Eben Moglen - From the birth of printing to industrial culture; the root of copyright
Duration: 00:11:57; Aspect Ratio: 1.778:1; Hue: 17.662; Saturation: 0.090; Lightness: 0.473; Volume: 0.076; Cuts per Minute: 0.418; Words per Minute: 117.166
Even before the birth of copyright laws in the strict sense, there already existed systems for the control over information reproduction which gave the owners of copying equipment a stake in cultural production. Moglen sketches the history of copyright law as a form of industrial regulation, and analyses how the changes in technology have thrown the roles created by those laws into crisis. Where once control resided in the physical artefact itself, digitalization has forced the law to step in and control access rather than just copying.
This interview was recorded for Steal This Film II
. The project tries to bring new people into the leagues of those now prepared to think 'after intellectual property', and think creatively about the future of distribution, production and creativity. This is a film that has no single author. It makers encourage its 'theft', downloading, distribution and screening, and have made the entire film and its footage available for download in HDV format, on their website and on Pirate Bay.
Interview with Eben Moglen
Well I think I would begin
by putting it this way
The book, which is the first
mass-produced article in western culture,
is really the beginning of
the process of industrialization of information
the medieval artisan producing or consuming information, travelling long distances ,
confronted with the difficulty of searching out
people possessing specialised knowledge,
becomes in the space of two generations only
the western european world of books,
of printed mass produced artefacts,
that spread knowledge widely,
and made the process of accumulating
specialised knowledge about the world
a process of memory
rather than a process of travel.
From that world we move,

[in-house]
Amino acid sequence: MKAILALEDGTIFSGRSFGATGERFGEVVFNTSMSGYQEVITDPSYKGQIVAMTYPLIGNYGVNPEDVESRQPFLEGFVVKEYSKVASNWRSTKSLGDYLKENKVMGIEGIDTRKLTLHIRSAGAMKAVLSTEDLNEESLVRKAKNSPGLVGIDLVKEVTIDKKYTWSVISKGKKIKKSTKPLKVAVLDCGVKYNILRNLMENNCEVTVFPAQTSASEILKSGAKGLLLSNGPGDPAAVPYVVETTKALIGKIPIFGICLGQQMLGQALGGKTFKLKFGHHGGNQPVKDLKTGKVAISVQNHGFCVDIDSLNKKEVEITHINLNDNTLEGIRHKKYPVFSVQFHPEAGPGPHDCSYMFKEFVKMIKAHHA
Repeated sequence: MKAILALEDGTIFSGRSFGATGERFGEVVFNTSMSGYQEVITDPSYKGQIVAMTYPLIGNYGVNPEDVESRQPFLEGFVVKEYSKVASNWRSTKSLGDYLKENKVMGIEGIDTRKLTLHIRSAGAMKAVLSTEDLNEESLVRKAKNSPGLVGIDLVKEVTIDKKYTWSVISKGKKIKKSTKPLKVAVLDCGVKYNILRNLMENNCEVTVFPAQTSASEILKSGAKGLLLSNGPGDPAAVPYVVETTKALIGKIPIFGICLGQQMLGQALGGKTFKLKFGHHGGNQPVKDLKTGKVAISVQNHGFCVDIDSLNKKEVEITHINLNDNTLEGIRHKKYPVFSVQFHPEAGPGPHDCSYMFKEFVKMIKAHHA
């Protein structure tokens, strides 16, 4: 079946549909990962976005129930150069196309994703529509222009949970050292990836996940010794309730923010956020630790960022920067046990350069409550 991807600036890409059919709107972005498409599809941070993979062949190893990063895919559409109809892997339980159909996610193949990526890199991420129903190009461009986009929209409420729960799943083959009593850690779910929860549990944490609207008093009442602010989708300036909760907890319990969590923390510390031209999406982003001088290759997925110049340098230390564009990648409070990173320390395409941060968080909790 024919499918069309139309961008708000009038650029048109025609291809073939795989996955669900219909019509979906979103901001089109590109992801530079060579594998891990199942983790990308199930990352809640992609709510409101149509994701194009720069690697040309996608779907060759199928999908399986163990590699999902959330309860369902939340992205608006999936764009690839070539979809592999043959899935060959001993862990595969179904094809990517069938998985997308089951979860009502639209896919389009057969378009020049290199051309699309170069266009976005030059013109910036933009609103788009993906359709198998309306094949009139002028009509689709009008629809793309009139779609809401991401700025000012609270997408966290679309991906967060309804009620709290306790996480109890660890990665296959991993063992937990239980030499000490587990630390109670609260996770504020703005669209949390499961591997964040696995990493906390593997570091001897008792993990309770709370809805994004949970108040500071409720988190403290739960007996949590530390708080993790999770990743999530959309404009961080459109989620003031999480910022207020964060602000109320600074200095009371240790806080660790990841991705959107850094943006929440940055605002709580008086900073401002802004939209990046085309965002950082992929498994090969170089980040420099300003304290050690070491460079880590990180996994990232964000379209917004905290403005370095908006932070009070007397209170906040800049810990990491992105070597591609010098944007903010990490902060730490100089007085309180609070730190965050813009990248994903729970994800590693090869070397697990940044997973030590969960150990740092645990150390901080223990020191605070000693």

over the course of the edisonian revolution,
from the third quarter of the 19th Century
to the end of the Twentieth.
Into a world in which memory becomes instead
the omnipresent analogue articles of culture.
So the book an article present in a library,
consultable by a skilled audience,
is largely replaced by the moving picture,
the sound recording,
the available vernacular culture
which puts an immense amount of information
not at the disposal of the skilled
but at the doorstep of everyone.
Now this was intended for a purpose, it was intended, or at any rate it grew up right alongside
Henry Ford's conscription of the workers of the world into the new army consumers.
people who saved capitalism from its rough spots by consuming its production
who ended its crisis of overproduction
by becoming a disciplined army of consumers.
and to become a disciplined army of consumers
the world's workers had to be provided a culture which explained consumption,
made them want,
told them what to want,
gave them aspirations and concerns
that were not the authentic product
of their experience
but were the transferred product
of vicarious experience.
And as analogue forms this culture
which required industrial processes to make,
to produce records,
to produce celluloid,
with the little holes cut in it,
I was watching an old Mel Brookes interview, conducted by Dick Cavitt,
now being presented by the New York Times as an act of museum conservateurship in film,
in which Cavitt asks Mel Brookes:
"What's the hardest part